FG wants shared college laboratories and free laptops for students

SUMMER access to college science facilities and lab technicians shared between schools are among Fine Gael’s proposals to encourage more young people to study science subjects.

The party’s education spokesperson Brian Hayes also outlined a policy to give every second level student a laptop computer to increase education in technology.

He said greater efforts must be made to reverse the drop in numbers of students taking higher level Leaving Certificate maths, and to improve the low participation in physics and chemistry.

The first proposal is a Summer Lab Fund to allow third level colleges provide summer programmes in science, technology and engineering, which Mr Hayes said was practical and affordable.

“Students participating in the programmes would have the opportunity to carry out experiments and procedures using modern equipment under expert tuition and supervision. Second level students need access to modern laboratories and advanced technologies and need to engage directly withpracticing scientists,” he said.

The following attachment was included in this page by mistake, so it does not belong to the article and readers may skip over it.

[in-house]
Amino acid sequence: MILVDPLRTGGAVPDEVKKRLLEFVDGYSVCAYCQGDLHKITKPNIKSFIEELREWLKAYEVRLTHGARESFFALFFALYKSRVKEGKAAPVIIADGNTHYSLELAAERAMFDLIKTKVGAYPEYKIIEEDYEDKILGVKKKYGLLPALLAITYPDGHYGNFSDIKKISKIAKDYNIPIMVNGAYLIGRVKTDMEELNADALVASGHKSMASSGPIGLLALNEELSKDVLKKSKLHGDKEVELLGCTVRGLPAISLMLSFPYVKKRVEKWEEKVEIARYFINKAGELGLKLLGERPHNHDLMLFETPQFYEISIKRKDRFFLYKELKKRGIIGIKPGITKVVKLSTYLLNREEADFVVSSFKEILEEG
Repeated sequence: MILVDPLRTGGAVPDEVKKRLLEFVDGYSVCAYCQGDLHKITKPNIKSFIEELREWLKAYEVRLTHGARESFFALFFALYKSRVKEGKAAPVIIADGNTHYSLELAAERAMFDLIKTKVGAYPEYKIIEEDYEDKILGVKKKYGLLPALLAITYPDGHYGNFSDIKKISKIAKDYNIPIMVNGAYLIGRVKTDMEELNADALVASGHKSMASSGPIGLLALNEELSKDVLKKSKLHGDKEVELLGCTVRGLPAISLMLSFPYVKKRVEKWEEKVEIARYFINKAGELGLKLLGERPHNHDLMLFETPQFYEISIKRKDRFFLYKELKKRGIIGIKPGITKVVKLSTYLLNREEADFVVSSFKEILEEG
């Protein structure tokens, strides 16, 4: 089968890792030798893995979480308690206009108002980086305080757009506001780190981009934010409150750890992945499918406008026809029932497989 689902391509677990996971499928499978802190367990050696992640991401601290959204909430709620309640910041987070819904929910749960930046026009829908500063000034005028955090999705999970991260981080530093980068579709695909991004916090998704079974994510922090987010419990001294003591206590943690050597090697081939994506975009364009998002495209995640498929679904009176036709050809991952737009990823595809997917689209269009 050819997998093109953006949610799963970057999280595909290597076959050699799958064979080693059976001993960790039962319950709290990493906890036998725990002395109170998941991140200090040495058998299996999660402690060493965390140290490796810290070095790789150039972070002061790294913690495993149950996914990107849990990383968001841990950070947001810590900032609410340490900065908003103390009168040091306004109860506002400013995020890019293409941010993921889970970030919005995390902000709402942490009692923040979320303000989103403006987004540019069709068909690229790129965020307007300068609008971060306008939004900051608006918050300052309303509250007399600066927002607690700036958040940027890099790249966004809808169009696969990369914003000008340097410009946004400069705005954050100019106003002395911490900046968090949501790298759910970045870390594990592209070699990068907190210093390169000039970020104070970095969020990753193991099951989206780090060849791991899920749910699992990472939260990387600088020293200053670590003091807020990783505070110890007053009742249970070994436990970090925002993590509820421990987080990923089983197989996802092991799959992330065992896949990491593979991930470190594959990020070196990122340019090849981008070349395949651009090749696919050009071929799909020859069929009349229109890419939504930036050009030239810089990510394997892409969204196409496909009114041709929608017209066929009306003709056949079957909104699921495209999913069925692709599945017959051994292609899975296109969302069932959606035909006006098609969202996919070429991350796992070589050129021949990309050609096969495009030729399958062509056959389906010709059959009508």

“Ireland needs high levels of achievement in science and technology to compete internationally and a change in how we teach, resource and deal with these courses is needed to realise this,” said Mr Hayes, as he attended the BT Young Scientist and Technology Exhibition.

Fine Gael is also proposing that schools in the same area form clusters which would receive extra resources, such as laboratory technician hours, allowing students whose schools have no up-to-date facilities avail of science programmes without delay.

Mr Hayes estimated the cost of giving all 334,000 second level students a laptop at around €23 million.

This, he said, was a small proportion of the €252m set aside for Information and Communications Technology (ICT) in schools under the National Development Plan.

“The points for science courses are plummeting and in UCD, for example, science was 305 points last year compared to 465 for primary teaching and over 400 for most business courses,” Mr Hayes said. “This is because of a drop in demand, but these proposals will go some way to reversing this trend.”

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